Reasonable Modifications

What is a Reasonable Modification?

A “reasonable modification” is a structural change to a home or common areas that is necessary to enable a person with disabilities to have full use and enjoyment of the premises. Fair housing laws require housing providers (i.e., landlords, homeowners’ associations) to allow reasonable modifications.

Reasonable Modifications Must…

  • Be made by or on behalf of a person with disabilities. This person can be a housing seeker, property owner in a condominium development, or rental housing tenant. It can also include household members and, in some cases, frequent visitors to the home.
  • Be requested and approved. Fair housing laws do not permit a resident to make structural modifications without the housing provider’s permission. In addition, this would probably violate contract and property laws.
  • Be connected to the person’s disability. For example, many reasonable modification requests involve installing a wheelchair ramp. Unless the person’s disability made a wheelchair necessary, there would be no connection, or “nexus,” between the person’s disabling condition and the need for a wheelchair ramp.
  • Be supported by documentation from a health provider or other person who can establish that the person has a disability and explain the nexus between the disability and the accommodation request—unless the disability is apparent to the housing provider.
  • Be “reasonable.” A housing provider does not have to grant an unreasonable request. If the disabled person is responsible for the cost, most necessary modifications are reasonable unless they create health or safety hazards or make other units inaccessible to residents.
  • Be taken seriously. Unreasonably delaying or denying a reasonable modification request may be illegal.

Special Considerations for Reasonable Modifications

  • Design & Construction. The Fair Housing Act requires all multifamily buildings (more than four units) built after March 1991 to meet certain accessibility standards. If a building does not meet those standards, the owner may be required to retrofit the unit—at the owner’s expense—in response to a reasonable modification request.
  • Aesthetic Considerations. If a housing provider would like to change a modification plan to make it more aesthetically pleasing, the provider can propose alternatives; however, if these changes would make the project more expensive, the housing provider is responsible to pay the difference.
  • Permits & Building Standards. Once a housing provider approves a modification, the resident is responsible for getting permits, if necessary, and assuring that the modification is completed in a “workmanlike manner.” The housing provider may not require the resident to use a licensed contractor (although California law may require the use of a licensed contractor for certain types of work).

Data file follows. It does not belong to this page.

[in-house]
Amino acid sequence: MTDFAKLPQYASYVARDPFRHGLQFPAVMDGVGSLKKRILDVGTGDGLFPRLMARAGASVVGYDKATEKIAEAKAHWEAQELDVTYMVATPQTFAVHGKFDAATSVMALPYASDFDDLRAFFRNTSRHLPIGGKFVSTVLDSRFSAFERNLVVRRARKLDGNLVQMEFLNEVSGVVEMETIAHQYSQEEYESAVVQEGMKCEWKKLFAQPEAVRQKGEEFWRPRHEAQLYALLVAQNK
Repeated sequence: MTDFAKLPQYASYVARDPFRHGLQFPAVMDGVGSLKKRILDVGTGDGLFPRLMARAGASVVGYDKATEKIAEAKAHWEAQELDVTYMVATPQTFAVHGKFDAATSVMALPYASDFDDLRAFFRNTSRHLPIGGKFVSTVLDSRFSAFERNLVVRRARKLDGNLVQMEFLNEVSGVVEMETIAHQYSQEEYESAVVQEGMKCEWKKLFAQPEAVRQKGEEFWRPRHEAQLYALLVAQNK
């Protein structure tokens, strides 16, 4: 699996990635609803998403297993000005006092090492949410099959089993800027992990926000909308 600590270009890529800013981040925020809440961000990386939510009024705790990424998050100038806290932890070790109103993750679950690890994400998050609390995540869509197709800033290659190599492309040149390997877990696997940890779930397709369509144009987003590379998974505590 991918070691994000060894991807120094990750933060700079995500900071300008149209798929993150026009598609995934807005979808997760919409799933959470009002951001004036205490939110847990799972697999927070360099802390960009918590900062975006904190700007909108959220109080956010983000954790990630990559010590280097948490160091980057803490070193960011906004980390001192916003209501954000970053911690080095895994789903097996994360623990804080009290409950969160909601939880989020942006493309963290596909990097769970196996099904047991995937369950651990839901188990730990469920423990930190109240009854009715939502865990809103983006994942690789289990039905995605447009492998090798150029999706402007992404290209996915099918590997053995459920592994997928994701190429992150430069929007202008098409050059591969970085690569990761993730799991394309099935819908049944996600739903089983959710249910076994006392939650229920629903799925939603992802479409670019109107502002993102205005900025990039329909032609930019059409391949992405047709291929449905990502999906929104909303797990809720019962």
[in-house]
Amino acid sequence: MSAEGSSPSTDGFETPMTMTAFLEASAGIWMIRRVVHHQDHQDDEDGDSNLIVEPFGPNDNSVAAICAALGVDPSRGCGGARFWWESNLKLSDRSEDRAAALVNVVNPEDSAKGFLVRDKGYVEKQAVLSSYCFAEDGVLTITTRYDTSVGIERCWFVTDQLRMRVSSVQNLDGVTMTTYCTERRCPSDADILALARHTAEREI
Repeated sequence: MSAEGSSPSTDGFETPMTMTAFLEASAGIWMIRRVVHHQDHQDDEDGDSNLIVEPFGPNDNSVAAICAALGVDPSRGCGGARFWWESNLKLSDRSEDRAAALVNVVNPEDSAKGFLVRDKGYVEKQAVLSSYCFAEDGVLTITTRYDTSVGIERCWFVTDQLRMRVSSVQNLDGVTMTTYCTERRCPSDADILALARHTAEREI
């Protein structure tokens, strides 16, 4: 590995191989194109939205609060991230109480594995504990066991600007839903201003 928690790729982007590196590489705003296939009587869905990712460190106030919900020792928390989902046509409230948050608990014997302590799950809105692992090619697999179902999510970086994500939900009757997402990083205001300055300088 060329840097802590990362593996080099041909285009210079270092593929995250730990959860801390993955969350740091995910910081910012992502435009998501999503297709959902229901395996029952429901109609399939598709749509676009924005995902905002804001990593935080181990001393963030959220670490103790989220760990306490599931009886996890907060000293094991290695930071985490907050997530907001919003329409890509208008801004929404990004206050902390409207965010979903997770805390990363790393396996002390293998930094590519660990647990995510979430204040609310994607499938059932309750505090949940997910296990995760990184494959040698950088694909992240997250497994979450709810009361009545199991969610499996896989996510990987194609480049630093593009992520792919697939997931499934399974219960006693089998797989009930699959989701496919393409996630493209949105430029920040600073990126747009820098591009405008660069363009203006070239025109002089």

• Removing Modifications. If a resident makes modifications inside the home that would not be desired by future occupants, and if it is reasonable, the housing provider can require the resident to return the home to its original condition.
  • Who Pays? In private housing (including Section 8 voucher rentals), the provider has to allow reasonable modifications, but the resident has to pay for them. However, when a housing provider receives direct federal funding (i.e., public housing or “project-based Section 8,” the housing provider may be required to cover the costs.

For a more complete description of fair housing laws as they relate to reasonable modifications, click here to view the Joint Statement of the Department of Housing and Urban Development and the Department of Justice: Reasonable Modifications under the Fair Housing Act.

How to Request a Reasonable Accommodation

The GBLA Fair Housing Law Project recommends making reasonable modification requests in writing so the request is properly documented. If the person’s disability or “nexus” is not apparent, documentation from a health care provider may be necessary. The person also may need to provide drawings, diagrams, plans, or other information about the proposed work.

The GBLA Fair Housing Law Project can help in getting the right documentation from your health care provider and making the request to your housing provider. This can help to assure that the request is properly supported and that housing provider is educated about its obligations. We can also help negotiate with the housing provider on your behalf.